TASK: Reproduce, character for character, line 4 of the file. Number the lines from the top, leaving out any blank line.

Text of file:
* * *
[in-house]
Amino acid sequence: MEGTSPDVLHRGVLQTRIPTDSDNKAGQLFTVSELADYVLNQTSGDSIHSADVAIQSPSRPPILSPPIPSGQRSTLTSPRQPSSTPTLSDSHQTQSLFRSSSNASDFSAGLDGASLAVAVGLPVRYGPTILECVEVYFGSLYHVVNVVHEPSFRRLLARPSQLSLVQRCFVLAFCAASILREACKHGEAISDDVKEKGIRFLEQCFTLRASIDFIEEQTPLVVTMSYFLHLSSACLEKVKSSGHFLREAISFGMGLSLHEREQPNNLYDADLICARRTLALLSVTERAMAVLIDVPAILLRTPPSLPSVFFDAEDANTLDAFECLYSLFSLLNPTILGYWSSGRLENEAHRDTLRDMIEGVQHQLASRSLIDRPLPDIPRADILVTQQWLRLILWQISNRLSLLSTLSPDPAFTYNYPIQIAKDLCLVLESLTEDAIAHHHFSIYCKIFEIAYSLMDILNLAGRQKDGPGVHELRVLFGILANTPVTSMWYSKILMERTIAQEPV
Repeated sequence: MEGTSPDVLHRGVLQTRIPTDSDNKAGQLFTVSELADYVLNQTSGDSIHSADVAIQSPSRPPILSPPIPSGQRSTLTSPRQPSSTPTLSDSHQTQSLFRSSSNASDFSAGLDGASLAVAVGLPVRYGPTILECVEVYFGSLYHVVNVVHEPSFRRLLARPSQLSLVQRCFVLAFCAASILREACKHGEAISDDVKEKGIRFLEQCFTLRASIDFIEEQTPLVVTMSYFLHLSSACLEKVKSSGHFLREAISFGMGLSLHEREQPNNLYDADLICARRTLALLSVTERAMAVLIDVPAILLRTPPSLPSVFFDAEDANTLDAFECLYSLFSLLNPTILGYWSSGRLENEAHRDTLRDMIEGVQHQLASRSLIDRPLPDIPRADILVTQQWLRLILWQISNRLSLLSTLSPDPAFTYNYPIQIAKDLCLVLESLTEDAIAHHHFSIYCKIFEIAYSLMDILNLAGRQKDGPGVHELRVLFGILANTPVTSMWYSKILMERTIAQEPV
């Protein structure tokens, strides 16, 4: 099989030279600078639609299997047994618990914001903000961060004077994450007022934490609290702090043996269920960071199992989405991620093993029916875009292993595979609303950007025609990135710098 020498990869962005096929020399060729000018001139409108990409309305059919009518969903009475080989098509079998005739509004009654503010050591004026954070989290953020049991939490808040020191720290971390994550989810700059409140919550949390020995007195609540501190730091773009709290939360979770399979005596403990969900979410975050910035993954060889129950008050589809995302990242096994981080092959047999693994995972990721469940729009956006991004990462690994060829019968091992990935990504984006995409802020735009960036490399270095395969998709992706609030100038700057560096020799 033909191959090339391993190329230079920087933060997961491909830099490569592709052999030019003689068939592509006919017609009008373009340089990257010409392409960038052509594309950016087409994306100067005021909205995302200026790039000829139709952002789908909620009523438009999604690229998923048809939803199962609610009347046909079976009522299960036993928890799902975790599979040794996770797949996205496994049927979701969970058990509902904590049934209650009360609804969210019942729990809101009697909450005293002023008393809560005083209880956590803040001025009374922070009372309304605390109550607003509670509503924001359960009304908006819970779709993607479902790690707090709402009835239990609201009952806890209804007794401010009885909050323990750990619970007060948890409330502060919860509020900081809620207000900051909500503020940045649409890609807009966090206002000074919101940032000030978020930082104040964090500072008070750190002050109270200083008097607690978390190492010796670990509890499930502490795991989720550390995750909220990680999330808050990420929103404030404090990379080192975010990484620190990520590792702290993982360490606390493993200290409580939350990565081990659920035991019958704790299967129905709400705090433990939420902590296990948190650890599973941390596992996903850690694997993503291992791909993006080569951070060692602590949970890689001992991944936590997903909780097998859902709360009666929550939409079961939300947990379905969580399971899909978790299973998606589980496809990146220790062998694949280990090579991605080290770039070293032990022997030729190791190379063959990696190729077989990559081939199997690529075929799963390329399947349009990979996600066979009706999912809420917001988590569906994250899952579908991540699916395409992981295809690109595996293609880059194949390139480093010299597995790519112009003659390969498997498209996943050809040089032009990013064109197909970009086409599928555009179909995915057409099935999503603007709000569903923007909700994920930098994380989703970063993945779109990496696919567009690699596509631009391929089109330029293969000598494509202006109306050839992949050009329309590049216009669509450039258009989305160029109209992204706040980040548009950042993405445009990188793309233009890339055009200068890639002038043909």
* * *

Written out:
């Protein structure tokens, strides 16, 4: 099989030279600078639609299997047994618990914001903000961060004077994450007022934490609290702090043996269920960071199992989405991620093993029916875009292993595979609303950007025609990135710098 020498990869962005096929020399060729000018001139409108990409309305059919009518969903009475080989098509079998005739509004009654503010050591004026954070989290953020049991939490808040020191720290971390994550989810700059409140919550949390020995007195609540501190730091773009709290939360979770399979005596403990969900979410975050910035993954060889129950008050589809995302990242096994981080092959047999693994995972990721469940729009956006991004990462690994060829019968091992990935990504984006995409802020735009960036490399270095395969998709992706609030100038700057560096020799 033909191959090339391993190329230079920087933060997961491909830099490569592709052999030019003689068939592509006919017609009008373009340089990257010409392409960038052509594309950016087409994306100067005021909205995302200026790039000829139709952002789908909620009523438009999604690229998923048809939803199962609610009347046909079976009522299960036993928890799902975790599979040794996770797949996205496994049927979701969970058990509902904590049934209650009360609804969210019942729990809101009697909450005293002023008393809560005083209880956590803040001025009374922070009372309304605390109550607003509670509503924001359960009304908006819970779709993607479902790690707090709402009835239990609201009952806890209804007794401010009885909050323990750990619970007060948890409330502060919860509020900081809620207000900051909500503020940045649409890609807009966090206002000074919101940032000030978020930082104040964090500072008070750190002050109270200083008097607690978390190492010796670990509890499930502490795991989720550390995750909220990680999330808050990420929103404030404090990379080192975010990484620190990520590792702290993982360490606390493993200290409580939350990565081990659920035991019958704790299967129905709400705090433990939420902590296990948190650890599973941390596992996903850690694997993503291992791909993006080569951070060692602590949970890689001992991944936590997903909780097998859902709360009666929550939409079961939300947990379905969580399971899909978790299973998606589980496809990146220790062998694949280990090579991605080290770039070293032990022997030729190791190379063959990696190729077989990559081939199997690529075929799963390329399947349009990979996600066979009706999912809420917001988590569906994250899952579908991540699916395409992981295809690109595996293609880059194949390139480093010299597995790519112009003659390969498997498209996943050809040089032009990013064109197909970009086409599928555009179909995915057409099935999503603007709000569903923007909700994920930098994380989703970063993945779109990496696919567009690699596509631009391929089109330029293969000598494509202006109306050839992949050009329309590049216009669509450039258009989305160029109209992204706040980040548009950042993405445009990188793309233009890339055009200068890639002038043909």